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online learning

Coursera & New Open Education

It seems that every week, a new open course program is established and announced. We aren’t complaining though–these open courses are revolutionary for education and provide opportunities for students around the world. But Coursera.org, a new site, sets itself apart from the others.

Officially launched on April 18th, Coursera is the middle ground between online institutions and prestigious 4-year universities. Instead of offering online courses for credit at a high cost or offering free lectures for no credit, Coursera is aiming to provide for-credit courses for under $100. Upon its launch, Coursera offered 40 courses in various subjects and have since had over one million students enroll. Additionally, students will earn a certificate of completion upon passing the course(s).

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ViDA gives students access to UW software 24/7

Wish you could access the software available on campus in the privacy of your own home? For students this spring, it’s possible! UW has adoped ViDA (Virtual Desktop Access), an online remote access software that will allow students to access both the Adobe Creative Suite and Windows 7 Enterprise from wherever there’s an internet connection.

ViDA is funded by the student technology fee, so it is a student-only service. To access it, students can log in with their UW NETID at vida.uw.edu. The site will work from a desktop browser on OS X, Windows, Linux, UNIX  or mobile device running Android, Blackberry, iOS or Windows Mobile. Keep in mind that although files can be saved locally, students should always save their work somewhere else as all files are erased upon logging off of the system.

To read more about ViDA, visit it’s UW IT page.

ViDA can be added to the list of exciting new technology UW has adopted this year, which includes Tegrity and UW WordPress Blogs.

MITx Opens Registration for its First Course

Earlier this week, MIT announced open registration for 6.002x – Circuits and Electronics, the pilot course in an online learning initiative called MITx. The initiative will allow students from all over the world to take selected MIT courses online…for free!

Student work in the courses will include viewing video tutorials, working from an etextbook, doing homework, labs, lectures and final exams. MIT hopes to make the online experience as close as possible to an actual MIT student’s experience.

This seems to be an awesome step forward in the world of open learning! We wish MITx the very best. Watch the video below to learn more about 6.002x:

Read Breaking Virtual Ground from Inside Higher Ed.

Visit the MITx website

Preventing Cheating in Distance Education

For professors, one of the big drawbacks of distance learning is the potential for a student to cheat on or plagiarize assignments for the class. Unfortunately, students sometimes feel as though they have more room to cheat in a hybrid or online course, since their professor cannot always physically see them.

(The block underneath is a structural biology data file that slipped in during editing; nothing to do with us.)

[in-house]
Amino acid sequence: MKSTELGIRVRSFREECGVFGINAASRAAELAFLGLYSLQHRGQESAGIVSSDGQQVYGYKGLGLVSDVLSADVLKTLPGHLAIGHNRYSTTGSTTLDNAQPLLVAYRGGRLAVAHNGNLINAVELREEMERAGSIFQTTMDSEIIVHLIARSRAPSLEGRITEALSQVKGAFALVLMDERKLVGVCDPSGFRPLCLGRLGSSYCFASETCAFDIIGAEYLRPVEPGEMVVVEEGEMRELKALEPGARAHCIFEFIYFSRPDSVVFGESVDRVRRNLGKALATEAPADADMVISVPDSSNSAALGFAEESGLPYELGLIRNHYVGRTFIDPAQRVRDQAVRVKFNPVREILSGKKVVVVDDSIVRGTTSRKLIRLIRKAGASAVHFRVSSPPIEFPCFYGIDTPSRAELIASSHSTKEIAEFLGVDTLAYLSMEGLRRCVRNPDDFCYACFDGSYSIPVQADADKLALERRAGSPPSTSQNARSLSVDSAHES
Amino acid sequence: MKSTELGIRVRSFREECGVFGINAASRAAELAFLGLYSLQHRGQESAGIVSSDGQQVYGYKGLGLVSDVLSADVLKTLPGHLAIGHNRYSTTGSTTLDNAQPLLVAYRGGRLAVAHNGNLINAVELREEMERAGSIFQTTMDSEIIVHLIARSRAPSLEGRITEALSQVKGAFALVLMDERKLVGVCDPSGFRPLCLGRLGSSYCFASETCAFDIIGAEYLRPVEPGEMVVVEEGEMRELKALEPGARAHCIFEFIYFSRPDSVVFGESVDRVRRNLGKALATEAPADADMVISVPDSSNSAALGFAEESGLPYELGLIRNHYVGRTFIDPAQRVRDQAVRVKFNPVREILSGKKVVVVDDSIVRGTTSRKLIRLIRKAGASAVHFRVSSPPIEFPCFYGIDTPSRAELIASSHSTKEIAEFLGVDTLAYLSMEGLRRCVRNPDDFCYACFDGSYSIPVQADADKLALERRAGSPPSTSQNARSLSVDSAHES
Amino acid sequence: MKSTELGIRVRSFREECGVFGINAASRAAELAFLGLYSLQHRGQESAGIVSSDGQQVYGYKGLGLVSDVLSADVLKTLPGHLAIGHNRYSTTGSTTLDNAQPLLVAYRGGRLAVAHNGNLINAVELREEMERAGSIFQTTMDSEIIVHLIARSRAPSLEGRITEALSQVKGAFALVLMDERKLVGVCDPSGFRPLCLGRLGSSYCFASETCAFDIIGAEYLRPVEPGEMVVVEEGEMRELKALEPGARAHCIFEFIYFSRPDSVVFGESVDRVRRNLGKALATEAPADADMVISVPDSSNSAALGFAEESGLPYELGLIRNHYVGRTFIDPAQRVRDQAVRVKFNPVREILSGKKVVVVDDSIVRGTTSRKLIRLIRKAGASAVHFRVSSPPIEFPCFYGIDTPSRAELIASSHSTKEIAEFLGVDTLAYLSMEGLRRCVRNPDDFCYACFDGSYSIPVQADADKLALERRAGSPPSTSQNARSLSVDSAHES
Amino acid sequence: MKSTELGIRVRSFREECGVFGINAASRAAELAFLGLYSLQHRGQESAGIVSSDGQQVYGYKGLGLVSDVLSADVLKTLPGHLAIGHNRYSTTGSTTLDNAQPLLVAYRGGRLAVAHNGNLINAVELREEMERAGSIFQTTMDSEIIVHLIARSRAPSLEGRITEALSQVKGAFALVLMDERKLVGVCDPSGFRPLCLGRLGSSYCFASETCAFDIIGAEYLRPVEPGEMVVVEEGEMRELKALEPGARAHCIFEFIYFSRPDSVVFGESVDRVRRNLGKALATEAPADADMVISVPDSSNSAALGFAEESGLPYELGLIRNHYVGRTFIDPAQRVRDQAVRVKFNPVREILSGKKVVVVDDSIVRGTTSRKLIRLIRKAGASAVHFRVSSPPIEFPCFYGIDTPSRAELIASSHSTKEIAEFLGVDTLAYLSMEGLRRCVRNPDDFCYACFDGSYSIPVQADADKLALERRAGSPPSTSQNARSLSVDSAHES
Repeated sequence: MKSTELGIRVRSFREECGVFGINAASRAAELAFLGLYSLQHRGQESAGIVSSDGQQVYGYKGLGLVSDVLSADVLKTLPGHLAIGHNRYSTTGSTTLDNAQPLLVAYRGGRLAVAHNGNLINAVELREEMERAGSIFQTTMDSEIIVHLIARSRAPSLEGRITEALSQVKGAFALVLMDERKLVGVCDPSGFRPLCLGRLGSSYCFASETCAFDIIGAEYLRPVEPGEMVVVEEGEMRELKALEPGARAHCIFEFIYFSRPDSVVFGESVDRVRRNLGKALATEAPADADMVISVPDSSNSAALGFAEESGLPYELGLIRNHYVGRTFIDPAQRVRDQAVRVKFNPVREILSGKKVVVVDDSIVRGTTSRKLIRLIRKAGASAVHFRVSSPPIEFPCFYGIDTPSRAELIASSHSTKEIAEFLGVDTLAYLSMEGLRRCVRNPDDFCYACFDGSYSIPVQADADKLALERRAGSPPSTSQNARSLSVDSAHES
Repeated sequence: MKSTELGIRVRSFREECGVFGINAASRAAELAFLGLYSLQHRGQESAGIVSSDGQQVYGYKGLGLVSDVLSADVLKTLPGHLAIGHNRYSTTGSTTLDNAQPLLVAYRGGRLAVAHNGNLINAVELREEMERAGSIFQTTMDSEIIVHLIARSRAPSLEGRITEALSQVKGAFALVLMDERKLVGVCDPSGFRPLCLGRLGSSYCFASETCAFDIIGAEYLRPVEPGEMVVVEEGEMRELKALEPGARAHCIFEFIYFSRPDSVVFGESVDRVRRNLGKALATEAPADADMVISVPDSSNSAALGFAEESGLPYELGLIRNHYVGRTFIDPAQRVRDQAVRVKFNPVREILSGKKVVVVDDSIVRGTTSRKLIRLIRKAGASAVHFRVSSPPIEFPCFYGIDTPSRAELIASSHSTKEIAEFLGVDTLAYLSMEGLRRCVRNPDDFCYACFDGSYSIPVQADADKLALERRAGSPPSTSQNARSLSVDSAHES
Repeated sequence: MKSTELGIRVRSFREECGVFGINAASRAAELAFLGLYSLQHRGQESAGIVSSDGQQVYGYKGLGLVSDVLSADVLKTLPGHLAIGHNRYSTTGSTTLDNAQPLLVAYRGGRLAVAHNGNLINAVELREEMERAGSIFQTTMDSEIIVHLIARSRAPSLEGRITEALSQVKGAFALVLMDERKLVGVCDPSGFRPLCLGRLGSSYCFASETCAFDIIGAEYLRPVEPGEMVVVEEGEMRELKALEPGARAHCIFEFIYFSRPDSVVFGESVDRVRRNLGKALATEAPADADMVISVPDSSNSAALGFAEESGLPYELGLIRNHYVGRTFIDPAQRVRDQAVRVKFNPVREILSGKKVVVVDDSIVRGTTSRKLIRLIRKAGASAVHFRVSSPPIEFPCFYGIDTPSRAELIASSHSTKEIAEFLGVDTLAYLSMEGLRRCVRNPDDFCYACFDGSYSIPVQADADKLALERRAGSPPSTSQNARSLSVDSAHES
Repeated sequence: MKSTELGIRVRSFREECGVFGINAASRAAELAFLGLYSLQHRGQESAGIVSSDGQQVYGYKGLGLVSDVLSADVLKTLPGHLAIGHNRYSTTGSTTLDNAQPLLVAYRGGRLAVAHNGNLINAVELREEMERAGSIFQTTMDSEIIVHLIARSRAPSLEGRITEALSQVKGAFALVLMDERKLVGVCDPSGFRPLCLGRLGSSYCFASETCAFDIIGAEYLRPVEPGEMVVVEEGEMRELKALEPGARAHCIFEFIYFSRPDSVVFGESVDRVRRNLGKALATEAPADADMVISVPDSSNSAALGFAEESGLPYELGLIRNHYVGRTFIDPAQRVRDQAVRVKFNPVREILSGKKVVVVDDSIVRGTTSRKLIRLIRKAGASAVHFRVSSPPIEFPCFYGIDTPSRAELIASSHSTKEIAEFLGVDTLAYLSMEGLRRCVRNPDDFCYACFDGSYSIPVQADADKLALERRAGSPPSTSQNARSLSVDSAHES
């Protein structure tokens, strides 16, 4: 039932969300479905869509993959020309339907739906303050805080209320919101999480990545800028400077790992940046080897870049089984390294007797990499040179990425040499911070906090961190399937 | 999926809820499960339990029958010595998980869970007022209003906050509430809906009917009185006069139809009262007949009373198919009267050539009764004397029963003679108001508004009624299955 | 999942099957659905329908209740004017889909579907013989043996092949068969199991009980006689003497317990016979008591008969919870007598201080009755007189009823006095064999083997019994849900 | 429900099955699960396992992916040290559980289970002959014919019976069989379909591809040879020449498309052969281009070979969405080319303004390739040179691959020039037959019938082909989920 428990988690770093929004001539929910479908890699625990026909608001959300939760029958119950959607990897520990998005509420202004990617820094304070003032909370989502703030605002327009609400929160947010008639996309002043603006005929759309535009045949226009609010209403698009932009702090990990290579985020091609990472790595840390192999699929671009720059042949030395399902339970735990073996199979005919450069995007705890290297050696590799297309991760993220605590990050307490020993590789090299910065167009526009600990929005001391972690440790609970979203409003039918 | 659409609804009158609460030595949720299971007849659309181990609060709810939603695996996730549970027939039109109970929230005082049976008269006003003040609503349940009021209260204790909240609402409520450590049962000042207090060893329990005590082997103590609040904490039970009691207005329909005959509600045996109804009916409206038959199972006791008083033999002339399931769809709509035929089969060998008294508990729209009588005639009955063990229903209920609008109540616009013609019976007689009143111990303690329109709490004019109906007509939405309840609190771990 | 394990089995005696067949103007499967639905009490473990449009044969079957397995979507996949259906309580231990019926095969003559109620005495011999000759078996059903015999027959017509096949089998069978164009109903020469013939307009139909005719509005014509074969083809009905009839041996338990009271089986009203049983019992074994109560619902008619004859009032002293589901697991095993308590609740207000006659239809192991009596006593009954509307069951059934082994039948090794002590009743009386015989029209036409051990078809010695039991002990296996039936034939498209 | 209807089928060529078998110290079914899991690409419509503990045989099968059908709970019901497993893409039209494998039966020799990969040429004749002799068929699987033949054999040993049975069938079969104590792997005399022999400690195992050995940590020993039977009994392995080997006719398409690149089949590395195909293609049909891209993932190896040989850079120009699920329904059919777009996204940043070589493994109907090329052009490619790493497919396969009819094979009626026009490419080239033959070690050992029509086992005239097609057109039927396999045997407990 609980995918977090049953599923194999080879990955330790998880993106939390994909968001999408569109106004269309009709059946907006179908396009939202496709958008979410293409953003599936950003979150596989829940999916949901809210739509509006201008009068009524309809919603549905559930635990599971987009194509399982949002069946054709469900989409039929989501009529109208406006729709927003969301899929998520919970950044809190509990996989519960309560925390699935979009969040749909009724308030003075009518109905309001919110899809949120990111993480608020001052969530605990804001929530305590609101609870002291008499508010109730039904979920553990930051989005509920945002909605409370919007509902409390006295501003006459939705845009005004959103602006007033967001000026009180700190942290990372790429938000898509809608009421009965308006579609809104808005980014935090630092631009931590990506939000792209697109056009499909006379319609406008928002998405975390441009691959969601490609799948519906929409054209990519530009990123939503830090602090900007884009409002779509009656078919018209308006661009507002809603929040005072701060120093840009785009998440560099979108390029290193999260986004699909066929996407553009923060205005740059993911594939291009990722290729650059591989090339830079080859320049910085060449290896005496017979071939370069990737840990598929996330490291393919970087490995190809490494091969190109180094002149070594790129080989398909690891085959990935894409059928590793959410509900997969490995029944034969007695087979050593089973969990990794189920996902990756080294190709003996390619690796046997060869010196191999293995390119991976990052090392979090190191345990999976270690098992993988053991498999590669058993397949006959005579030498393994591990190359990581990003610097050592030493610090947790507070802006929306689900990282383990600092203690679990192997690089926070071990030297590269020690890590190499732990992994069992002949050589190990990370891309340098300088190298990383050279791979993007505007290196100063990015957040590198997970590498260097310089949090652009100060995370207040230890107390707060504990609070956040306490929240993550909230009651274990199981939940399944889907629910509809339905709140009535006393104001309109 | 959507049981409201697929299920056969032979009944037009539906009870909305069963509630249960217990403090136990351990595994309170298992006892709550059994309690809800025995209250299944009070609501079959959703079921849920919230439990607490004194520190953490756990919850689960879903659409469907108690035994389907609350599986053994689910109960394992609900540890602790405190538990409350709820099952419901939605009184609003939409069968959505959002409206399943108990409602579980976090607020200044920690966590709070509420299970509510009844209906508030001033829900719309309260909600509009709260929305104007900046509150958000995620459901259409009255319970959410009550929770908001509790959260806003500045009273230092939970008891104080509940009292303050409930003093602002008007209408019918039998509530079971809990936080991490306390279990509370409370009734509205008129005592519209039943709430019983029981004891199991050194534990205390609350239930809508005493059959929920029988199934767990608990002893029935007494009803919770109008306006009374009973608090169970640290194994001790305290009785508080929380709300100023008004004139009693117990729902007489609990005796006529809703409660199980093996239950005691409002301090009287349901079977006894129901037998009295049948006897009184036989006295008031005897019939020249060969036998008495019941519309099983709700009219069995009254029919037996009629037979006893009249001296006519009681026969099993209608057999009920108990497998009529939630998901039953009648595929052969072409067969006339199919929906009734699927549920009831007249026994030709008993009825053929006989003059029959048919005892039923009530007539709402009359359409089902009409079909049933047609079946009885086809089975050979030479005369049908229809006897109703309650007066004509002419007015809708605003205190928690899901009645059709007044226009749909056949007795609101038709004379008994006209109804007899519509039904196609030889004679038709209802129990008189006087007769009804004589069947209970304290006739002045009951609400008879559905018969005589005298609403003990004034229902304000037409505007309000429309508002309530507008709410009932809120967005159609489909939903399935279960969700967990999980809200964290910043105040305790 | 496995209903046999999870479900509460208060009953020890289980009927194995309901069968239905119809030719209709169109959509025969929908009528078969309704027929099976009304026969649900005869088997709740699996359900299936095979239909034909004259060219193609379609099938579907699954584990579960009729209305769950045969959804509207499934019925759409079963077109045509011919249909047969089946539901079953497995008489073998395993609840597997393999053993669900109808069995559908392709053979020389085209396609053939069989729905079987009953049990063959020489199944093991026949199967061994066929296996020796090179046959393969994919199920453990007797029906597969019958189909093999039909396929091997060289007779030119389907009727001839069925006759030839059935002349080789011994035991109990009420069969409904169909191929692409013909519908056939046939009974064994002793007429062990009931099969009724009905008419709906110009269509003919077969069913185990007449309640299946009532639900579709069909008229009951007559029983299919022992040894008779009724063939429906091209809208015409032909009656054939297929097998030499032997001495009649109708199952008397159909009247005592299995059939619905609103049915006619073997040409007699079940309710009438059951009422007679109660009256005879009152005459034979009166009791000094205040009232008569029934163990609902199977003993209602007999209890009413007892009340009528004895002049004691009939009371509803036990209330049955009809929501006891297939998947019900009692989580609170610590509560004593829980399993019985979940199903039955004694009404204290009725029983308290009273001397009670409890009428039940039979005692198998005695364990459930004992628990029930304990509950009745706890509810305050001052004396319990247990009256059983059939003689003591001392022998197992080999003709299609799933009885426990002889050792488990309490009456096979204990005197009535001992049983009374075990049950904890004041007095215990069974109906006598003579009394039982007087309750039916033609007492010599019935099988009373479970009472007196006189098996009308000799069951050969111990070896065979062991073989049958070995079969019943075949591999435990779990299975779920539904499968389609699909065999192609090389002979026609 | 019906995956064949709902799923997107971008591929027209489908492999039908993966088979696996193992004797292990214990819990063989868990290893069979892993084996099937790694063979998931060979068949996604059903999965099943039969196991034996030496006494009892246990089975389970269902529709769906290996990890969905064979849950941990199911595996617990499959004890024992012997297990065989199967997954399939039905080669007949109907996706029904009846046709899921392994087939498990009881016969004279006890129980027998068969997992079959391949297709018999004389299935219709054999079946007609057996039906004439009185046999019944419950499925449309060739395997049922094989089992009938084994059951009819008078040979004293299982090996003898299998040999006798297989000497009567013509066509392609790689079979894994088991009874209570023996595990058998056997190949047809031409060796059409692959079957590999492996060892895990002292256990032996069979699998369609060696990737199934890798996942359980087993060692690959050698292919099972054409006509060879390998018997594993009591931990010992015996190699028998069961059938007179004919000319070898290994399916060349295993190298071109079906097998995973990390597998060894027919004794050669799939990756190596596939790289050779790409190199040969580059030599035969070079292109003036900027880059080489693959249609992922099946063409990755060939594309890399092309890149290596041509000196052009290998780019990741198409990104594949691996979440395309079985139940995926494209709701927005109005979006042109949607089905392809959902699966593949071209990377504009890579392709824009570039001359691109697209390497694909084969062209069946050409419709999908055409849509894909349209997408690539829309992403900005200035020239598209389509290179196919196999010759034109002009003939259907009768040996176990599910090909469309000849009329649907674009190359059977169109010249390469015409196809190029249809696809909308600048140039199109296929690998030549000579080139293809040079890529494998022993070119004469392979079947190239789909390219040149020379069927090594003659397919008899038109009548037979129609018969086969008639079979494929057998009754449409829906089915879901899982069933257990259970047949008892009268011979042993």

The Faculty Assistance Center for Teaching (FACT) at Utah State University has put together the guide How to Prevent Cheating in Distance Education. Meant for instructors, the guide gives helpful tips on how to plan and organize your distance learning class in a way that prevents cheating and promotes learning. Here are some highlights:

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Pennsylvania Universities Add Online Arabic Degree

The Pennsylvania State System of Higher Education (PASSHE) is planning to add an Arabic language and culture degree program, which will be conducted fully online.

There are over 200 million Arabic speakers in the world. It goes without saying that the numbers are much smaller in the state of Pennsylvania. However, many students are eager to learn Arabic, as it’s spoken in many areas of political interest at the moment. Institutions also feel as though they needed to diversify their language offerings.

The one thing standing in the way are budget cuts. Proposing an Arabic degree at a time when languages are often the first programs to go isn’t be easy. But with the demand still present, California University of Pennsylvania managed to set up a time- and cost-saving 100% online degree in Arabic language and culture. Although it’s only offered at the California campus, PASSHE plans to make the program available at all 14 campuses in their system very soon.

Although the program is in it’s beginning stages, the overall plan is for students to participate in online courses using various communication tools (webcams, audio files, etc.) and finally ending their degree earning their final credits abroad in an Arabic-speaking country.

With the technology available now, learning a language online is significantly easier than it would have been a decade ago. Still, many argue that there are certain aspects of language learning that simply cannot be taught online. It will be interesting to see where this program goes, as it could be a great model for colleges and universities who are on a tight budget, yet wish to offer their students a broad range of courses.

The full article from Inside Higher Ed can be found here.